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What Woodstock and 1969 Were Really Like

Yes, I attended. But I'm not who you think I am.

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Couple embracing at the Woodstock Festival, USA 1960s
United Archives GmbH/Alamy Sto/Alamy
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Woodstock was an event that defined me — not to myself, but to others. For the 50-plus years since that three-day musical romp in the mud with a crowd of some 500,000 people, they have assumed they know me from this one simple admission: I was at Woodstock.

They surmise things about my politics, my lifestyle, my beliefs and the choices I made both then and now. And why? Because when David, my long-haired boyfriend (aka my “old man” in the vernacular of the day), rolled up in his old blue VW that afternoon in August 1969 and told the 19-year-old me to “hop in” because we were “going to Woodstock,” all that Sensible Ann said was “Okay. But isn’t it supposed to rain?”

And rain it certainly did. Torrential rain with wind gusts that blew it sideways — no match for the umbrella I ran back inside the house to get — along with clean underwear, my toothbrush and a roll of toilet paper. This is because, as previously noted, I am nothing but sensible.

We made a quick stop to pick up David’s friend Marty, who rode squished in the back seat next to our provisions of a loaf of bread and a jar of peanut butter. Then, off we went on what I’ve come to think of as my generation’s coming-of-age pilgrimage.

Living in a small suburban New Jersey town, I had no clue how many like-minded brethren we had — some who would travel from across the country to get to the Woodstock Music and Art Fair in Bethel, New York. And while the music may have been the initial lure, it was the city we created that comprises my lasting memories — memories that over the years have conflated with what I read, what films I watched and what photos I saw of the festival that I attended.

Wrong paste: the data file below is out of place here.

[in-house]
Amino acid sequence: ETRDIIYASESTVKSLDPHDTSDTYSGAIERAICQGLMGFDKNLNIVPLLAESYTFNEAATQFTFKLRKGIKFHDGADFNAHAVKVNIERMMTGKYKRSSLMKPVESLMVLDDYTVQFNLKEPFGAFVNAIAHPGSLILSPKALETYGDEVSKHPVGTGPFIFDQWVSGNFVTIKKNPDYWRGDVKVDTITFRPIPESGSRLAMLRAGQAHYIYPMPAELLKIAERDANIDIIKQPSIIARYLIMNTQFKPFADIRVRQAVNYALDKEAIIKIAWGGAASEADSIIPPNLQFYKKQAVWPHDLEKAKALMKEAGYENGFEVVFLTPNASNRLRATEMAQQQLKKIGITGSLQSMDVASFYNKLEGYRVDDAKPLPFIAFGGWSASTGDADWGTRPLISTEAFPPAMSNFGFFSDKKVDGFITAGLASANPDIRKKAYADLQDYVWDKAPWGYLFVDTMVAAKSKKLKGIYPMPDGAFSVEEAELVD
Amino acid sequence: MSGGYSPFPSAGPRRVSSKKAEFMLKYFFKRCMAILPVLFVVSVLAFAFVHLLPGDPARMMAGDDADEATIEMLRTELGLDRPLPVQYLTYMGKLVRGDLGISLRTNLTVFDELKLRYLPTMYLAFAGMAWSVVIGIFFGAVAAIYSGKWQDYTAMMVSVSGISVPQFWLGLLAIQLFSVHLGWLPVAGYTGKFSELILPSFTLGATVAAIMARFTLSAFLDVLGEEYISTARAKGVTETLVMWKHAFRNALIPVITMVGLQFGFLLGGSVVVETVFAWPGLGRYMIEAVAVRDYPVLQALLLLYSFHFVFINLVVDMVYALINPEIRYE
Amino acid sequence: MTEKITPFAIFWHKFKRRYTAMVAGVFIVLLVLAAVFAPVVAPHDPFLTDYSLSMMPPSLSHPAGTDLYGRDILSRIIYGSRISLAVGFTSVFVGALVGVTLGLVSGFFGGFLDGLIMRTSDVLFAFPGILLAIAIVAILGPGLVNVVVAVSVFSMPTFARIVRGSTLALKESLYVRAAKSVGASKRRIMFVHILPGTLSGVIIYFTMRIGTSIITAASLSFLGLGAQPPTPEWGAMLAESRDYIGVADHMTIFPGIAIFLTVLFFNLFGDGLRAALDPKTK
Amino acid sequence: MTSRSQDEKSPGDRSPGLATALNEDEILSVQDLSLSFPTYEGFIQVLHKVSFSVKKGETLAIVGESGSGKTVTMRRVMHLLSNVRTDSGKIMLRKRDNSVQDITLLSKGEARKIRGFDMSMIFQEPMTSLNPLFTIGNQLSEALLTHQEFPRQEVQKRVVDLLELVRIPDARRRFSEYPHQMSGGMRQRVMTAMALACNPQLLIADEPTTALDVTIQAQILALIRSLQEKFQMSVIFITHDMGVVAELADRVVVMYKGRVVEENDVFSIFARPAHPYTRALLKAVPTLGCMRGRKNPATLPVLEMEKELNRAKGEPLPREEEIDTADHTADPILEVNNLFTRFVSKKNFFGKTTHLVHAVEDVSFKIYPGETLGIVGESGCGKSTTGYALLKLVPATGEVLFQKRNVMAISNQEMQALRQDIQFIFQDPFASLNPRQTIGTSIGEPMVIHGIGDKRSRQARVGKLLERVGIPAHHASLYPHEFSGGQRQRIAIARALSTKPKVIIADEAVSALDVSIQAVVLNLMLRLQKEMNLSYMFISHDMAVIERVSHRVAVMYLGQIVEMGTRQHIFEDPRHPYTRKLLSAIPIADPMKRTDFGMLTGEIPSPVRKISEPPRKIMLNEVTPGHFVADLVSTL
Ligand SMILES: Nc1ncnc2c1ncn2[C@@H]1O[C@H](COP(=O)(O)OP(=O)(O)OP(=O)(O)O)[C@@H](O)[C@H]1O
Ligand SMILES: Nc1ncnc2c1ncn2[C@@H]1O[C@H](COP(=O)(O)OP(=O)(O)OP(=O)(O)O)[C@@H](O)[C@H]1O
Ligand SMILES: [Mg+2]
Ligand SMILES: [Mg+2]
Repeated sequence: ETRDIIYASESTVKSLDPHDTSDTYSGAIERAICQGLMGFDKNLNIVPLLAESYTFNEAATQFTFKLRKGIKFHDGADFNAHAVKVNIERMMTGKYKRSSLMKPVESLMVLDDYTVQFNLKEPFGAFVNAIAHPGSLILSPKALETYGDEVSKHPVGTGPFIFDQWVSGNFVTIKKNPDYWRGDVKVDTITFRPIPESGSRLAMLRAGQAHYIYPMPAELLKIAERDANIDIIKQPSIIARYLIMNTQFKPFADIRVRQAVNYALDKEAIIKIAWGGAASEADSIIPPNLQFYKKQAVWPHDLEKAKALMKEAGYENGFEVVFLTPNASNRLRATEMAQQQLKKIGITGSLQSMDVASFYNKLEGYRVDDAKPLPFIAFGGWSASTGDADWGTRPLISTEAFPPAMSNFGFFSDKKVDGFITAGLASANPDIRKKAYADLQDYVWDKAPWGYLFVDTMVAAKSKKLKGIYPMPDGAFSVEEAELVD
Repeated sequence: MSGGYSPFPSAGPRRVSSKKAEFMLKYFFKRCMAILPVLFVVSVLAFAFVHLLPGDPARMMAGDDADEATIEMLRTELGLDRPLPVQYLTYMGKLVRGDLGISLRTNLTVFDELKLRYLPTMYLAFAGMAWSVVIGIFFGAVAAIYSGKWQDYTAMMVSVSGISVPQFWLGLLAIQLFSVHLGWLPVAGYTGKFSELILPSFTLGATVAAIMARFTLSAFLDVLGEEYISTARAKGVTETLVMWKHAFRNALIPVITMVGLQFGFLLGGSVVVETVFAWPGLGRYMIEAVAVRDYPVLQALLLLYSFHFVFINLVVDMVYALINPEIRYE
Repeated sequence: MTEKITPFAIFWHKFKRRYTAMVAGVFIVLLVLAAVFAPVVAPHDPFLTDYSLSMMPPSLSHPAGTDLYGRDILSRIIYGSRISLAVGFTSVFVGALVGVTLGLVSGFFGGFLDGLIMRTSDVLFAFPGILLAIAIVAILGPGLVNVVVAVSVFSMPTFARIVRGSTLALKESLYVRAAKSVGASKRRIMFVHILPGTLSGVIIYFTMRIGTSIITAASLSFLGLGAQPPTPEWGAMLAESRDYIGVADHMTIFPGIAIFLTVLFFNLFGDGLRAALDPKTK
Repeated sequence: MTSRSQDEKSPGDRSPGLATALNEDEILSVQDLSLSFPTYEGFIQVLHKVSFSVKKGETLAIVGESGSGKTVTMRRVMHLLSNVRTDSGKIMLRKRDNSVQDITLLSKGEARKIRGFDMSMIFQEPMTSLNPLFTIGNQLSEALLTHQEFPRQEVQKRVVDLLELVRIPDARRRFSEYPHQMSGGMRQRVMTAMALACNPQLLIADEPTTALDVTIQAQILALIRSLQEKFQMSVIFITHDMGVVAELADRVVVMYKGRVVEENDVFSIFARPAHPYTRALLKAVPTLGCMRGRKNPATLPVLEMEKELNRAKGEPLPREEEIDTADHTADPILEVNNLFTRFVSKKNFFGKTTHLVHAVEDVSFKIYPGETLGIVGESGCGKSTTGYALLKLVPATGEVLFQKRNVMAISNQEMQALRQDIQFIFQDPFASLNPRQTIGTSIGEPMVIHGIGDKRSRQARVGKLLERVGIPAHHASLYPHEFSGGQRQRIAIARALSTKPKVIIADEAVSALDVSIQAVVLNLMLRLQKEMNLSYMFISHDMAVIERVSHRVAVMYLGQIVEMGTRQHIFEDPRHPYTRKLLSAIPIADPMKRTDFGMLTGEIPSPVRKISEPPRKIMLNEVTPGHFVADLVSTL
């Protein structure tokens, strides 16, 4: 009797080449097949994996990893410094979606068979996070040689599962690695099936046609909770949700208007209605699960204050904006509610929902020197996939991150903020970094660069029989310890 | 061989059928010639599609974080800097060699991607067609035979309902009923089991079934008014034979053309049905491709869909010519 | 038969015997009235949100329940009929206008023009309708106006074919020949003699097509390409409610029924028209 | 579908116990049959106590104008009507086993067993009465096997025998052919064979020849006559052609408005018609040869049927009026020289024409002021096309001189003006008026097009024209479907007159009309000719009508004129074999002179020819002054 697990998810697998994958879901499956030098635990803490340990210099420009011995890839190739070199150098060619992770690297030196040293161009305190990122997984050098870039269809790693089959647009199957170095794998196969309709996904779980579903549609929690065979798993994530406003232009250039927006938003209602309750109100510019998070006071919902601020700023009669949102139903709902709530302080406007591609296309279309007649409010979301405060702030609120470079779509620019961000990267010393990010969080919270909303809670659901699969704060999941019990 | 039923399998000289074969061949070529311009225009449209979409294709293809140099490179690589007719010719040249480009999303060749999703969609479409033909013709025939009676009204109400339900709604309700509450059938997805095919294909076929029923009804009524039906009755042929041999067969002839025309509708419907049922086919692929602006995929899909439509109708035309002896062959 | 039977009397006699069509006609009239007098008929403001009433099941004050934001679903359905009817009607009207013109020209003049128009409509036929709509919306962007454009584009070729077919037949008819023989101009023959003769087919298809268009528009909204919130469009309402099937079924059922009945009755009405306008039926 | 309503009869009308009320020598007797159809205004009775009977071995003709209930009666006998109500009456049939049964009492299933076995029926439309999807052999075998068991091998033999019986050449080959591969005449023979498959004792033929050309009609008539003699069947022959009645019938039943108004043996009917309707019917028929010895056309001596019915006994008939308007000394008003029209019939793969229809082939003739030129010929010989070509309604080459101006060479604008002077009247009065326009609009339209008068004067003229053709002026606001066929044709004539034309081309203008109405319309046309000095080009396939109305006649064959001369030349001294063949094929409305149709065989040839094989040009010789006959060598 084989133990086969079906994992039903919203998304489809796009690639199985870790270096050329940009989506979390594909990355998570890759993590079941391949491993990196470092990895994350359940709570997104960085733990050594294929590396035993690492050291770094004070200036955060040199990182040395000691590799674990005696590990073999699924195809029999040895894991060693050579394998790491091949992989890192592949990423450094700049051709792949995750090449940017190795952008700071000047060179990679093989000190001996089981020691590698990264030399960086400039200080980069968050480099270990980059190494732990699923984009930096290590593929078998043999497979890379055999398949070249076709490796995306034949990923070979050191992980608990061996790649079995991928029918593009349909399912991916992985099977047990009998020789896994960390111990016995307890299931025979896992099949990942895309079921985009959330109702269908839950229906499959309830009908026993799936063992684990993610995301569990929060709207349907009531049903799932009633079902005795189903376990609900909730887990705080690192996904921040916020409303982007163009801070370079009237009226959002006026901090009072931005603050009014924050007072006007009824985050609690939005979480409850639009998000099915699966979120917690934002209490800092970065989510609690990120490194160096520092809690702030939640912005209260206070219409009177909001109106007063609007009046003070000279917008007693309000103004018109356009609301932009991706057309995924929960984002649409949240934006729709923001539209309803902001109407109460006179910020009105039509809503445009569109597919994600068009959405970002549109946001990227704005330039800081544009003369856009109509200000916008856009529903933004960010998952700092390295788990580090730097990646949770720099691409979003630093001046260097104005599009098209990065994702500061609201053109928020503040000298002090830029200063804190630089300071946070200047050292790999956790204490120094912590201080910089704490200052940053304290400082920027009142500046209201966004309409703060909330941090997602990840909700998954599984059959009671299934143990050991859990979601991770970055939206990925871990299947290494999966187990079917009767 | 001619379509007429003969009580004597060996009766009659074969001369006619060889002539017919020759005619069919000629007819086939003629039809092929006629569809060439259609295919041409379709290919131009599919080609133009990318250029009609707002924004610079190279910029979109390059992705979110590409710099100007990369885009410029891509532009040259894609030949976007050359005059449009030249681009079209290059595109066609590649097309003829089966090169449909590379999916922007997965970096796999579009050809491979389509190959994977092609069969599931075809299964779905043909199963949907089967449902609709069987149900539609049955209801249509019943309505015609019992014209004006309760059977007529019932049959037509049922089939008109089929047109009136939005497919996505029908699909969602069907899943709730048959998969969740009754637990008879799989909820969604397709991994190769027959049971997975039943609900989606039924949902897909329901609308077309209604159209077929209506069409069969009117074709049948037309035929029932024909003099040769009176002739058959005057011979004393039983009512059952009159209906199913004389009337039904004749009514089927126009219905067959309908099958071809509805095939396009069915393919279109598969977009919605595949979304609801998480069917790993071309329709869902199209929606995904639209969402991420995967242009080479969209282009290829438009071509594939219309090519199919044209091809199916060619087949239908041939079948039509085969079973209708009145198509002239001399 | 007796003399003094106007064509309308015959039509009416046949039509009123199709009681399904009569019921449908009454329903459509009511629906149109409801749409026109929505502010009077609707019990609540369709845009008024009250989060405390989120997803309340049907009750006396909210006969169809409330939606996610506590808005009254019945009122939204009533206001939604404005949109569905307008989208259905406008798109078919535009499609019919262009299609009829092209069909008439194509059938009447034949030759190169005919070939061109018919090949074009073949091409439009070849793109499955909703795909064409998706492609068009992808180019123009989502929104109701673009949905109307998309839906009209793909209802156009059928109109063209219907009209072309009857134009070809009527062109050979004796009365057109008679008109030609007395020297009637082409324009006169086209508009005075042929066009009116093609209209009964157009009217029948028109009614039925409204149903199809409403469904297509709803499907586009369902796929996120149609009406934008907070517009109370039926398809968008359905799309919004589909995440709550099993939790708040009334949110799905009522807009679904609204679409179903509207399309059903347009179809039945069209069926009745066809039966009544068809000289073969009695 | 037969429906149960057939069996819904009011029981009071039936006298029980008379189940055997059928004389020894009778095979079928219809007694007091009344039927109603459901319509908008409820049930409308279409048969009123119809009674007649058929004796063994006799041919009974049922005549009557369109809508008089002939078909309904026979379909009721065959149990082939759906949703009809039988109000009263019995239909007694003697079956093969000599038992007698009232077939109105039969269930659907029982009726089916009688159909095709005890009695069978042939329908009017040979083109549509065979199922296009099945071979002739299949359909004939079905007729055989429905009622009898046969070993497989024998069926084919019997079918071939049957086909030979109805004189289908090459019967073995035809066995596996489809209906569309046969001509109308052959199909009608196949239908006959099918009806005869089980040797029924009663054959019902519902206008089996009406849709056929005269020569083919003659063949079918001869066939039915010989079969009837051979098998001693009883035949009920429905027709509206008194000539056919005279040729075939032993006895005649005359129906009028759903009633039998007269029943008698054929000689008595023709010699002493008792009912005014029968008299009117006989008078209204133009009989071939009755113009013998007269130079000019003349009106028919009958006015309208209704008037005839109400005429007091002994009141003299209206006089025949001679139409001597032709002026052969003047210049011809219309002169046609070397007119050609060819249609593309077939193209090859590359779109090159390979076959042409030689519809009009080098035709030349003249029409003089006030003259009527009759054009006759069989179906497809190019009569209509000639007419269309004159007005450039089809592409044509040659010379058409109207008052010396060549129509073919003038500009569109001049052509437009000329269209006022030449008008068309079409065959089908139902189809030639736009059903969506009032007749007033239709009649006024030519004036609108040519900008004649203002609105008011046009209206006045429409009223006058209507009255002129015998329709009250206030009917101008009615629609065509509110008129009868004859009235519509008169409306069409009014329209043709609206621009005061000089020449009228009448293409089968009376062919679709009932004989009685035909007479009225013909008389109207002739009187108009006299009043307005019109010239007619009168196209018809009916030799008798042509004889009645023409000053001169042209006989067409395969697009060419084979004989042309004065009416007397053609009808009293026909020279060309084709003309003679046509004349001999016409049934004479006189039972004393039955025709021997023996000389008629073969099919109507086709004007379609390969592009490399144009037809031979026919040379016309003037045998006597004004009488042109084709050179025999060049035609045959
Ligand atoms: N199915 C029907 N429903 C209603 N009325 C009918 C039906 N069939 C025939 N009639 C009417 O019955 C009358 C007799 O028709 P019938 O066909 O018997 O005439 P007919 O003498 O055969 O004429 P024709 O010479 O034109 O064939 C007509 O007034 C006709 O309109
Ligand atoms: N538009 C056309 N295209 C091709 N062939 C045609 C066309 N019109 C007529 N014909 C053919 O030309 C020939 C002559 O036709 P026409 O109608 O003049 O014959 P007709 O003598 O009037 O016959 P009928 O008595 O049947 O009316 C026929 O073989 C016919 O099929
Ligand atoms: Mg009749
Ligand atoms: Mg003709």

The event began for us with the journey to get there. We pulled off the New York Thruway when the traffic came to a standstill and we instead diverted to back roads to get as close as we could to the concert. We were forced to abandon the car about four miles out, and just fell in line with the steady parade of hippies in bell bottoms and tie-dyed shirts that matched my own, all headed to the concert by foot.

Carrying our tent and sleeping bags and what little food we had, the camaraderie was tangible. We flashed everyone the peace sign, waved hello to the locals standing on their porches, and frolicked in the rain. We danced and pranced, and played guitars while we trudged through the mud. We listened in on someone’s transistor radio and it became clear that we had become the top news story. And with the world’s eyes on us, we openly shared joints, booze and bread.

We set up our tent in an impromptu campground and went out to meet our neighbors. Well, David and Marty did that. I stayed behind hoping to find a portable toilet without an hours-long wait. I resorted to just squatting in the least-crowded place I could find, surrounded by a few hundred of my new closest friends.